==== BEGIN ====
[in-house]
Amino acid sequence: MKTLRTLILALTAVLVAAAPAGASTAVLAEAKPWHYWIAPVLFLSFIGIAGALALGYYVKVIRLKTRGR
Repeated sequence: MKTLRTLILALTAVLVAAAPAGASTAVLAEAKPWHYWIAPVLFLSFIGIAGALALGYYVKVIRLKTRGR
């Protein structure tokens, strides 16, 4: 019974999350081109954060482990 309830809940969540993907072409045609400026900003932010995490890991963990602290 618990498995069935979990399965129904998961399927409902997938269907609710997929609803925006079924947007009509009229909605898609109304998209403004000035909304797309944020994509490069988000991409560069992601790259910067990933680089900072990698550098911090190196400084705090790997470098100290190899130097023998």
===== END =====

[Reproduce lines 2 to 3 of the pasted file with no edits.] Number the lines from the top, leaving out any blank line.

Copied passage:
Amino acid sequence: MKTLRTLILALTAVLVAAAPAGASTAVLAEAKPWHYWIAPVLFLSFIGIAGALALGYYVKVIRLKTRGR
Repeated sequence: MKTLRTLILALTAVLVAAAPAGASTAVLAEAKPWHYWIAPVLFLSFIGIAGALALGYYVKVIRLKTRGR